Hawai'i-Pacific Chapter of ACHE
A quarterly e-newsletter for the Hawai'i-Pacific Chapter of ACHE September 2021
In This Issue
Messages from Chapter Leadership
Message from the Regent
Message from the Chapter President
Article of Interest
How Providers Can Continue to Support Mental Health Services Post-Pandemic
A Call for Aloha
News & Committee Updates
Membership Report: New Fellows, Members, and Recertified Fellows
Career and Leadership
Ask an Exec!
Member Spotlight: Suzanne Asaro
ACHE National News
Connect With Your Peers
Our Exclusive On-Demand Content Library Can Help Advance Your Career
Healthcare Consultants Forum Member Directory: Connecting Executives to Consultants
ACHE Blog and Podcasts
2021 Premier Corporate Partners
Calendars and Recent Events
Calendar of Events
Calendar of Educational Events
ACHE Resources
Career Corner
Board of Governors Exam at Pearson VUE Testing Centers
Access Complimentary Resources for the Board of Governors Exam
Disclaimers/Sponsors
Ensure delivery of Chapter E-newsletter (Disclaimer)
Thank you to all our Sponsors
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CHAPTER OFFICERS

   

 

REGENT
Micah Ewing, MBA, FACHE
micah.ewing@hawaiipacifichealth.org

REGENT
Gidget Ruscetta, BSN, MBA, FACHE
gidget.ruscetta@kapiolani.org

PRESIDENT
Andrew Giles, MBA, FACHE
andrew.t.giles@kp.org

PRESIDENT-ELECT
Travis Clegg, MBA, FACHE
travis.clegg@straub.net


IMMEDIATE PAST PRESIDENT

Darlena Chadwick, MSN, MBA, FACHE 
dchadwick@queens.org


CHAIR, GUAM LOCAL COUNCIL
Geojun Wu
wugeojun@gmail.com


TREASURER
Kenny Morris
kenneth.morris@stryker.com

SECRETARY
Sally Belles
sbelles@queens.org

PHYSICIAN EXECUTIVE
James C. Lin, MD
jclin@hawaiipacifichealth.org

MILITARY REPRESENTATIVE
Com Stephanie Ku
stephanie.s.ku.mil@mail.mil

DIRECTORS

Suzanne Asaro
asarosk@ah.org

Laura Bonilla, BSN, MA, FACHE
laurab@kapiolani.org

Josh Carpenter
josh.carpenter@trane.com

Cheryl Kozai
cheryl.kozai@hphmg.org

Col Michael D. Foutch
michael.d.foutch.mil@mail.mil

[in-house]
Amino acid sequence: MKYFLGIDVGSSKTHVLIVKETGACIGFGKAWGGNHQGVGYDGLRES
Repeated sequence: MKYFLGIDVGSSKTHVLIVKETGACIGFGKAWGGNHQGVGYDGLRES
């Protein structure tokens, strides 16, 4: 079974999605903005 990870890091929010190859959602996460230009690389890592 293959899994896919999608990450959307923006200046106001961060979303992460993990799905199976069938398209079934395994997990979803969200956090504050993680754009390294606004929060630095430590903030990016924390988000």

Robyn Polinar
robyn.polinar@kapiolani.org

Carolyn Voulgaridis, JD, RN
carolynvoulgaridis@gmail.com


COMMITTEE CHAIRS

Glenn Kawabata | Communications
glenn.kawabata@straub.net

Jessica Niles | Communications
jessica.niles@straub.net

Jackie Kim | Diversity

Eunice Park | Diversity

Kristen Croom | Education
kcroom@queens.org

Jackie Kim | Education

Travis Clegg, MBA, FACHE | Membership
travis.clegg@straub.net

Nash Witten, MD | Membership
witten@hawaii.edu

Travis Clegg, MBA, FACHE | Nominating
travis.clegg@straub.net

Micah Ewing, MBA, FACHE | Sponsorship
micah.ewing@hawaiipacifichealth.org

Aaron Predum | Sponsorship
aaron.predum@hawaiipacifichealth.org


Article of Interest
A Call for Aloha
Kenny Morris

As the world not so slowly emerges from travel lockdowns, social-distancing and the seemingly endless cycle of work from home Zoom calls, social and political discontent and takeout (lots and lots of takeout), we must recognize that the world we rejoin is one that is different in ways that herd immunity alone cannot overcome.  We need Aloha.

During the height of the Pandemic, we retreated to our own corners of the world both physically and philosophically, in person and virtually, pulled by the gravity of those closest to us in body and in thought.  Kupuna were isolated, our Keiki disconnected, and our families separated – with birthdays, weddings, and births all celebrated distantly, quietly, and virtually.

Even as the promise of mass vaccinations emerged, our Healthcare workers and support staff are departing the profession in staggering numbers as preventable surges in hospitalizations combined with staffing shortages further tax an already exhausted workforce. Reopenings and latent demand for travel and dining service have exposed hospitality workers to a barrage of misbehavior as well. Restaurants now do not close because they cannot survive financially. Instead, they close because their staff must recover mentally and emotionally from the flood of rude and demanding customers.

From lockdowns to vaccines, re-openings to new variants, as a people, we have been pulled under and thrown around from wave after wave of virus as if stuck inside on a big day at Waimea Bay.  We are more divided than ever, more exhausted, burned out, and on edge than ever and to top it off, it has been a year and a half since we had a conversation with a stranger that wasn’t in the comment section of Jason Mamoa’s latest Instagram post. 

Combined, these are a most potent recipe for disaster, yet it is in these moments of adversity that we in Hawaii are most well equipped to thrive.  Here in Hawaii, the melting pot of cultures, philosophies, ethnicities and the home of celebrated diversity, we have Aloha.

Per the Hawaii Revised Statutes 5-7.5,

“Aloha” means mutual regard and affection and extends warmth in caring with no obligation in return. 

“Aloha” is the essence of relationships in which each person is important to every other person for collective existence.

As we return to a changed world, we may be different, we may be a little rough around the edges and a little rusty at socializing, but we are all in this together.  A little patience, understanding and a lot of Aloha can go a long way.

Practice Aloha, give Aloha and show Aloha and our new world will be better for it.

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